Children need to learn to use scissors use in order to participate in daily life and school tasks.
The strong emphasis on hands-on learning is a wonderful thing in the classroom, however, when a child is weak in cutting, he may become frustrated and lag behind the class during center times. Children with special needs often have difficulty not only with the task of scissoring but also with the basic skills required before picking up a pair of scissors. It’s important to teach a child how to hold scissors properly, develop strength of the hand muscles, cross mid-line and more. READ on for help and ideas to help your child today!
Your downloadable how-to use scissors guide is provided at the bottom of this post!
We have 5 tips to help your child use scissors:
- Begin by working with your child on the concept of opening/releasing. Use tweezers and tongs to squeeze and release items of various sizes to practice. You can use regular tongs or order ones of all shapes and sizes from therapy catalogs.
- Turkey basters or small droppers are fun ways to encourage squeeze and release. Color the water with food coloring for more fun. As a homeschooler, I love using a few glasses of water in primary colors and seeing what new colors my boys make by mixing them. They don’t even realize they’re building brain AND fine motor skills.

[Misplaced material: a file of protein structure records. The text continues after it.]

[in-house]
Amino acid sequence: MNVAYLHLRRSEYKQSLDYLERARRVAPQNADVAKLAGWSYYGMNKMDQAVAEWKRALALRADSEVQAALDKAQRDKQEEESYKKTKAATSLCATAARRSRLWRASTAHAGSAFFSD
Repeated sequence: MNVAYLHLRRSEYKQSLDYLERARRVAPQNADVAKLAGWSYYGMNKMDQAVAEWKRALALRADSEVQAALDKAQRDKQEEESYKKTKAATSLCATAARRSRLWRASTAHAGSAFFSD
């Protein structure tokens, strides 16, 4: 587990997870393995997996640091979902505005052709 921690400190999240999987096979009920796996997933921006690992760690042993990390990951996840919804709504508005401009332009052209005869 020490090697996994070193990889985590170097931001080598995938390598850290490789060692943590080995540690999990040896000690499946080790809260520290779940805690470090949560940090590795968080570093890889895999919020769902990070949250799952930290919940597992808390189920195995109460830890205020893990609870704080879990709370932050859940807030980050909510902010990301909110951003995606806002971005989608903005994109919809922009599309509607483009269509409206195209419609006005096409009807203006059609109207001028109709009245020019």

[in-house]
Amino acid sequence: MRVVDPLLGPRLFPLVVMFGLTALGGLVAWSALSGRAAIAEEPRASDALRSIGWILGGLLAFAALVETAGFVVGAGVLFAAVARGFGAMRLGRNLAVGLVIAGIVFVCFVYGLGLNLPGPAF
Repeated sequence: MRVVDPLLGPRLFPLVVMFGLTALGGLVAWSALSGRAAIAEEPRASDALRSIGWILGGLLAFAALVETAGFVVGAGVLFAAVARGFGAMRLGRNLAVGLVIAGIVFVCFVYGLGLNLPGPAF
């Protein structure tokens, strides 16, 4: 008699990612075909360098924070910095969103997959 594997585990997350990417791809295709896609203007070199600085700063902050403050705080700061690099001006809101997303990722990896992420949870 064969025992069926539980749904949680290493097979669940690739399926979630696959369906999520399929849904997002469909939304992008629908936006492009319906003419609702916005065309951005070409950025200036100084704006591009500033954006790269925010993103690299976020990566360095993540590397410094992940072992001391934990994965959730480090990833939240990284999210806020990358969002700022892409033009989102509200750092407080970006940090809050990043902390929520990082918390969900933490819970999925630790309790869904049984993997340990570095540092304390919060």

- Use hole punchers of all shapes and sizes. I often find cool hole punchers at the craft stores, dollar stores, and even at big box stores.
- When your children use both hands together to complete a task, it’s called “bilateral integration.” Scissoring is a skill where one hand holds the scissors and the other is responsible for moving the paper in different directions. Children need to learn how to use their hands together for many things including buttoning, tying, using a knife to cut food and handwriting (one hand holds paper while the other writes).
- It’s now time to work with actual scissors. Make sure that kids are holding their scissors correctly now to prevent bad habits from forming. Place the thumb into the round hole and use wording such as, “thumbs up” to help them to remember which way their hand should be placed. If your child is a visual learner, draw a smile on her thumb or place a sticker on the thumbnail.
Begin by snipping to practice opening and closing the scissors.
- Ask kids to cut across narrow strips of paper or straws so that the cut is a “success.” It’s fun to cut straws and watch them fly across the table!
- Try a craft such as cutting strips of paper and fastening them together to make a paper chain.
- Cutting grass and items in nature such as dandelions or leaves off of trees is not only fun but gets kids outside.
- Children should cut straight and then curvy lines. Progress to shapes with thick lines. It takes time to build up those hand muscles and just like everything else we do, practice is so important.
- Give lots of encouragement and support.
Note: If your child is left-handed, please purchase the correct scissors for left-handed kids. Tasks are easier when using the proper tools. Encourage the school to provide him with the scissors or purchase them on your own and make sure they stay in his pencil box for center activity time.